Combining Mechanical and Discretionary Trading
The road to a combined system
If you’re not sure that you can develop your own discretion, you can build up to it by exercising your judgement in a more, shall we say, practical way. For example, before jumping into a trade, see if the price is near a support or resistance level, a fib level, a recent high or low. If it is, this might suggest that although the basic premise behind the trade is sound, the price may not move very far creating a poor risk/reward ratio.
Check if any news is due that might affect the market. Forex, for example, often moves significantly – and unpredictably – on the release of certain news reports so you need to take care when trading around those times.
You can also use the ‘look before you trade’ principle if you work with several indicators. A purely technical trader might want all his or her indicators to be firing at the same time before taking a trade. If you add a discretionary element to your trading you don’t have to do this. You can weigh up the importance of each indicator and even if one is not firing, take the trade if everything else looks right. Or, if one is lagging behind the others but it looks as though it might fire in the next bar or two, you might use your judgement to step in front of the signal and enter early.
You can use your discretion in any situation and apply as much or as little of it as you like. To begin, when your system signals a trade, you might use discretion simply to check the price against support and resistance levels or trendlines. As you gain experience you might take fib levels or pivot points into consideration. As a setup approaches, you might search for candlestick patterns such as dojis or chart patterns such as double tops and bottoms that might confirm the trade or suggest caution.
In essence, what you are doing is using the power of your brain – its reasoning, deductive and intuitive abilities - to adapt your trading method to changing markets. With experience, you will do this naturally, subconsciously. We allow and compensate for narrow-range days, poor volatility, erratic price movement – these and a whole range of other factors that make the market move as it does, factors that standard indicators and technical analysis can’t fully take into consideration when presenting their signals.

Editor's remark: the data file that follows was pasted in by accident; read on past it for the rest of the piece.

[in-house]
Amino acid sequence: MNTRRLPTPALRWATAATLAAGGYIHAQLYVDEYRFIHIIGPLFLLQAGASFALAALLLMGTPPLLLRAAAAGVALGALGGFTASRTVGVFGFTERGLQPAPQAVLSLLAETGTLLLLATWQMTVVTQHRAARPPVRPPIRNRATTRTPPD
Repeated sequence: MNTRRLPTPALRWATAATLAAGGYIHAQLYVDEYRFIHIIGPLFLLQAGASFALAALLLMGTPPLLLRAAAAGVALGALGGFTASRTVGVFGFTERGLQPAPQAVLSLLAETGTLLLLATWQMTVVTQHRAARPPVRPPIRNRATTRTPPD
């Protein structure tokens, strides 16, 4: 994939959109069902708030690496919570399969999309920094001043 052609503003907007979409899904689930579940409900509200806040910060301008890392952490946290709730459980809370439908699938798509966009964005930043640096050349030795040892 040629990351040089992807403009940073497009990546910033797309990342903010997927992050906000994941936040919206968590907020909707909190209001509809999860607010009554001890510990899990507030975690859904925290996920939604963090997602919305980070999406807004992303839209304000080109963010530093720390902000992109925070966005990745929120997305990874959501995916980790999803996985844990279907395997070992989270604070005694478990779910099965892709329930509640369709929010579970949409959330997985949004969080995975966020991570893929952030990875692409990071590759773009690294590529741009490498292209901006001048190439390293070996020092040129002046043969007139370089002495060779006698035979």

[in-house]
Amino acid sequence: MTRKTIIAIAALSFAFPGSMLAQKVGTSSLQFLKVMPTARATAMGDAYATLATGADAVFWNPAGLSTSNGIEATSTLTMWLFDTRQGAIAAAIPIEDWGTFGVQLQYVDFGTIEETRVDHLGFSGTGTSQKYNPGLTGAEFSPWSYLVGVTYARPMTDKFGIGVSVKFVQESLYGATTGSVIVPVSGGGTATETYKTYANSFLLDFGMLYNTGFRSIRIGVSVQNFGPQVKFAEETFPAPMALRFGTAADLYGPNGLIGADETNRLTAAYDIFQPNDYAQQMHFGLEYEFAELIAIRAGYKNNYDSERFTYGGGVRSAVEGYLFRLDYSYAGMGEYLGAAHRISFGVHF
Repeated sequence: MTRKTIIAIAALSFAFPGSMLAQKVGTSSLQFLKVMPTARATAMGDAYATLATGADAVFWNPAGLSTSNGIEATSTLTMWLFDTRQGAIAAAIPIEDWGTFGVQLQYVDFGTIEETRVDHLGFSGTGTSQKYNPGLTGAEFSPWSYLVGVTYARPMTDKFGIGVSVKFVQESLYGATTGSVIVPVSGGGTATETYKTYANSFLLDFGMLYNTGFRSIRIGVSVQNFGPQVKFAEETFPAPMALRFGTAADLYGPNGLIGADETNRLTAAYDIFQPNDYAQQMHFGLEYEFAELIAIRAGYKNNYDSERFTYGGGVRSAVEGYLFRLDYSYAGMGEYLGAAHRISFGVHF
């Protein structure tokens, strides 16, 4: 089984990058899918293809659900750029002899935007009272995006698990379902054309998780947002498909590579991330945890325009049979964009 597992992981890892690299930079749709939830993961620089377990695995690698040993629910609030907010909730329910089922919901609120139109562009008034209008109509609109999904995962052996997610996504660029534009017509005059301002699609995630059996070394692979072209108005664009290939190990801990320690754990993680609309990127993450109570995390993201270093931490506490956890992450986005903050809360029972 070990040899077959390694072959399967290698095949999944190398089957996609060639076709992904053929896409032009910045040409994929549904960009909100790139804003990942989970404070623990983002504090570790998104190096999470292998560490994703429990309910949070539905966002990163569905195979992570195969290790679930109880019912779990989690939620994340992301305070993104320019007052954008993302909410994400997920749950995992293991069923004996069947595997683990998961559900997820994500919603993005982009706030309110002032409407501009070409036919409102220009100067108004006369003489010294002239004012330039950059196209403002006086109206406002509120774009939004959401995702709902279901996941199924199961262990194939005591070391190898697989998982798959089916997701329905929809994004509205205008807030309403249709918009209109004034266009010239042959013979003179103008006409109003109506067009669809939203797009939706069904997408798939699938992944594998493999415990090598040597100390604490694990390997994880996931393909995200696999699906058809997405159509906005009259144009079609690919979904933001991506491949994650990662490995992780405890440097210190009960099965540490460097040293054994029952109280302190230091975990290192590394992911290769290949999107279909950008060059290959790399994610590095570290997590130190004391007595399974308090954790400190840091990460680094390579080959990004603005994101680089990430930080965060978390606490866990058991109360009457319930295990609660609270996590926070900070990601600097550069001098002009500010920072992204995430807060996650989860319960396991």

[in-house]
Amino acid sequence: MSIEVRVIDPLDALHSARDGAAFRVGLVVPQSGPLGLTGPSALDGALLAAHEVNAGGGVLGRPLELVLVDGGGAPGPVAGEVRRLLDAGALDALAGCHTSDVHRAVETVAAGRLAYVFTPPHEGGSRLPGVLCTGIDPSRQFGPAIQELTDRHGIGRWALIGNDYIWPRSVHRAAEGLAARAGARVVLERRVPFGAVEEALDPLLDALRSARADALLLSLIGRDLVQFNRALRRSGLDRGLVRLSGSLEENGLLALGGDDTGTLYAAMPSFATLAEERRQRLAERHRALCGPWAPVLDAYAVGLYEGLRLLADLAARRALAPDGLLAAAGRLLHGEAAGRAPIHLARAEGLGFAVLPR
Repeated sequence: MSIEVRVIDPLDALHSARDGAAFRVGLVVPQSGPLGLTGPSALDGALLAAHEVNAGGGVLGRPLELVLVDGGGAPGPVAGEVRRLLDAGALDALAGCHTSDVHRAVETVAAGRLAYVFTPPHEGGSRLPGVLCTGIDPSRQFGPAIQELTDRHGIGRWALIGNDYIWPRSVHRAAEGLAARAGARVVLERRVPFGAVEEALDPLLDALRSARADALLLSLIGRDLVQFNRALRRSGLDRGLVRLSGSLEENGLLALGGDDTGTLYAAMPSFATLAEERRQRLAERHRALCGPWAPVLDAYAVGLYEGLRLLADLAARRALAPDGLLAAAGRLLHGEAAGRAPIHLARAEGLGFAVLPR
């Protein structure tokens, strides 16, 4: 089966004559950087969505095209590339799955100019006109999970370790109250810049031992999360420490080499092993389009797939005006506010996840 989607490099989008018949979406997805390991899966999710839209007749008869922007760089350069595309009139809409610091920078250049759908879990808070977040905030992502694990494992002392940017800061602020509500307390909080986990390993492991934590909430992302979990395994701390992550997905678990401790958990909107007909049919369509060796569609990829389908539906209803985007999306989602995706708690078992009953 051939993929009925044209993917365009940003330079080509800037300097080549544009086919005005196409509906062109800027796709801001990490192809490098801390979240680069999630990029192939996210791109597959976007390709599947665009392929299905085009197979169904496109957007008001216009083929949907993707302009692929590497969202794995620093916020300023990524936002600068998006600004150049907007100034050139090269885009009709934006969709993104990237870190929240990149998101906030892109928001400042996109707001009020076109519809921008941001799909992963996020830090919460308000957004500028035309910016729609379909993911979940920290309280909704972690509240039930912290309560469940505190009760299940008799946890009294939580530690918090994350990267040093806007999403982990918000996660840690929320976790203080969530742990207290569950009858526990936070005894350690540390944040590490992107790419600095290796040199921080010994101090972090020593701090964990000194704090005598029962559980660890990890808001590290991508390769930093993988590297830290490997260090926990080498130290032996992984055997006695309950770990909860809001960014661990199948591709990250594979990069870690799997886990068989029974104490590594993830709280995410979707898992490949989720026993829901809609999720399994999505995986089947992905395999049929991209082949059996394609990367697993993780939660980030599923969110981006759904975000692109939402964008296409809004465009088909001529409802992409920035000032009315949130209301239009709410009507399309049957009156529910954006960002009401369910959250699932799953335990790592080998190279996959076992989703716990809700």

We can do this - purely mechanical systems can’t. Self-adapting and self-optimising systems attempt to do it but they are not consistently successful, and there is a whole raft of Artificial Intelligence, Neural Network and Genetic Algorithm software that aim to analyse markets to the Nth degree to create successful trades but none can match the mind of a trader well-tuned to the market.
Like any trading system, it’s possible to lose money with using a combined mechanical/discretionary system just as easily as you can make it. To make money, your judgement must be correct and this will only come with practise and experience. However, you can be sure that blindly following a mechanical system will not, in the long term, make you profitable.
Also remember – the entry decision is only part of the trading process - and some would say only a small part at that. However, without a method you have no trades at all so the system remains an essential part of the plan.
By combining discretion to your trading rules you will begin to develop your own trading style. Your decisions and judgement calls will be based on aspects of trading that appeal to you and that you are comfortable with. It can be a self-reinforcing process. As you make successful decisions, you become more confident about them which, in turn, makes you more comfortable with using your discretion.
If you have any questions or comments, please feel free to contact me.